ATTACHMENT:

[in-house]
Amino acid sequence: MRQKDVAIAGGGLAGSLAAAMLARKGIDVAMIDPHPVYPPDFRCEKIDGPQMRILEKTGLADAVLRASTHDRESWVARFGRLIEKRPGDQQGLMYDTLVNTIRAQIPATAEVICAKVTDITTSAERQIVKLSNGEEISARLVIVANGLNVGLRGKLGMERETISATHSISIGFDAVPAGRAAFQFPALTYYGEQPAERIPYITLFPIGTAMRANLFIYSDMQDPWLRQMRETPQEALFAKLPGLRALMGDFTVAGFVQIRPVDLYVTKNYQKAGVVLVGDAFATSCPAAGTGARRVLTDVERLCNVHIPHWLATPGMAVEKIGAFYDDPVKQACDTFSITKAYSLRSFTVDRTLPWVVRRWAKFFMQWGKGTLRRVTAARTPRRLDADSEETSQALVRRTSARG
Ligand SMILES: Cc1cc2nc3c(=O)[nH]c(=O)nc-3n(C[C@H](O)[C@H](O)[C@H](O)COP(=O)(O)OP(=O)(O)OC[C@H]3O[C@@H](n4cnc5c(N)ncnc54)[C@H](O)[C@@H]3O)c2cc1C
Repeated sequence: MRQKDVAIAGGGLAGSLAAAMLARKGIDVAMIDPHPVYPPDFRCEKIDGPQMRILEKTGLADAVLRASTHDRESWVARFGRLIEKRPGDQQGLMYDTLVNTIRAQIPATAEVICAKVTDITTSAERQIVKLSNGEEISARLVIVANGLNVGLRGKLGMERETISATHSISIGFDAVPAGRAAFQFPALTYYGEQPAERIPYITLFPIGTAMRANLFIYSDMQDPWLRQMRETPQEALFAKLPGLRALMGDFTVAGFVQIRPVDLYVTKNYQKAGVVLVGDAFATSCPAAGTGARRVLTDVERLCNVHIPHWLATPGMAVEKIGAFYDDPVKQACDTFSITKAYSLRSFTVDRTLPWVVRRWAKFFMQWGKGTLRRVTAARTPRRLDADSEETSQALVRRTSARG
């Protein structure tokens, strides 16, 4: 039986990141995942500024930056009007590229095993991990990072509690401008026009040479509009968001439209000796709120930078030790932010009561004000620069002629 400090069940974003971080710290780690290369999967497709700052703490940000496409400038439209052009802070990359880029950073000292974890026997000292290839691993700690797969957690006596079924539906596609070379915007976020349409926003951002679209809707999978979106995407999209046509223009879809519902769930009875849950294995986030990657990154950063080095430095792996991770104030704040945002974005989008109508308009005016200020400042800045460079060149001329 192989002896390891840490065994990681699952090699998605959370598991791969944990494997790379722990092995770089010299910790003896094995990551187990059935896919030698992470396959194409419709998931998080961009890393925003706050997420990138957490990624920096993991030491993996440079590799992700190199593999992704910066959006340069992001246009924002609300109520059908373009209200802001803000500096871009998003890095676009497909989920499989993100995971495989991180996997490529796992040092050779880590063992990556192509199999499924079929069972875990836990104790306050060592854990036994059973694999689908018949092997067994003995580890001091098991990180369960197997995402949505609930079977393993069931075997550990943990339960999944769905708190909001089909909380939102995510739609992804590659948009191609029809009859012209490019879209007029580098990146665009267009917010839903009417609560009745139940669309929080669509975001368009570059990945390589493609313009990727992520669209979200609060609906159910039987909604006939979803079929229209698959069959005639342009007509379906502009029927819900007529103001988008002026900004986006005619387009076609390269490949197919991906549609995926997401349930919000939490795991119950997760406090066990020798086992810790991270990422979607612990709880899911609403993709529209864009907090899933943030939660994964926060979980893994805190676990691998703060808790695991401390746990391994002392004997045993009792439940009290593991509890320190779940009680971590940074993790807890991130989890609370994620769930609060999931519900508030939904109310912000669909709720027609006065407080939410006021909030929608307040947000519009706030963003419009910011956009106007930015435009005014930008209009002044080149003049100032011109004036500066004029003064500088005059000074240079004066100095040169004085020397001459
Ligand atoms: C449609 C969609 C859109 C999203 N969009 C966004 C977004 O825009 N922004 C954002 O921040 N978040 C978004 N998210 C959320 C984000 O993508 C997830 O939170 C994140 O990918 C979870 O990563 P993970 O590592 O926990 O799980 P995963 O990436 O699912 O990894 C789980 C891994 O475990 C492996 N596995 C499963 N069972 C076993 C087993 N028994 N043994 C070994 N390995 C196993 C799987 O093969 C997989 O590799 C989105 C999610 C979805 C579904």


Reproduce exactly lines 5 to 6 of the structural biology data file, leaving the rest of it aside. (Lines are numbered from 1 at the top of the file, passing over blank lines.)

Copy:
């Protein structure tokens, strides 16, 4: 039986990141995942500024930056009007590229095993991990990072509690401008026009040479509009968001439209000796709120930078030790932010009561004000620069002629 400090069940974003971080710290780690290369999967497709700052703490940000496409400038439209052009802070990359880029950073000292974890026997000292290839691993700690797969957690006596079924539906596609070379915007976020349409926003951002679209809707999978979106995407999209046509223009879809519902769930009875849950294995986030990657990154950063080095430095792996991770104030704040945002974005989008109508308009005016200020400042800045460079060149001329 192989002896390891840490065994990681699952090699998605959370598991791969944990494997790379722990092995770089010299910790003896094995990551187990059935896919030698992470396959194409419709998931998080961009890393925003706050997420990138957490990624920096993991030491993996440079590799992700190199593999992704910066959006340069992001246009924002609300109520059908373009209200802001803000500096871009998003890095676009497909989920499989993100995971495989991180996997490529796992040092050779880590063992990556192509199999499924079929069972875990836990104790306050060592854990036994059973694999689908018949092997067994003995580890001091098991990180369960197997995402949505609930079977393993069931075997550990943990339960999944769905708190909001089909909380939102995510739609992804590659948009191609029809009859012209490019879209007029580098990146665009267009917010839903009417609560009745139940669309929080669509975001368009570059990945390589493609313009990727992520669209979200609060609906159910039987909604006939979803079929229209698959069959005639342009007509379906502009029927819900007529103001988008002026900004986006005619387009076609390269490949197919991906549609995926997401349930919000939490795991119950997760406090066990020798086992810790991270990422979607612990709880899911609403993709529209864009907090899933943030939660994964926060979980893994805190676990691998703060808790695991401390746990391994002392004997045993009792439940009290593991509890320190779940009680971590940074993790807890991130989890609370994620769930609060999931519900508030939904109310912000669909709720027609006065407080939410006021909030929608307040947000519009706030963003419009910011956009106007930015435009005014930008209009002044080149003049100032011109004036500066004029003064500088005059000074240079004066100095040169004085020397001459
Ligand atoms: C449609 C969609 C859109 C999203 N969009 C966004 C977004 O825009 N922004 C954002 O921040 N978040 C978004 N998210 C959320 C984000 O993508 C997830 O939170 C994140 O990918 C979870 O990563 P993970 O590592 O926990 O799980 P995963 O990436 O699912 O990894 C789980 C891994 O475990 C492996 N596995 C499963 N069972 C076993 C087993 N028994 N043994 C070994 N390995 C196993 C799987 O093969 C997989 O590799 C989105 C999610 C979805 C579904």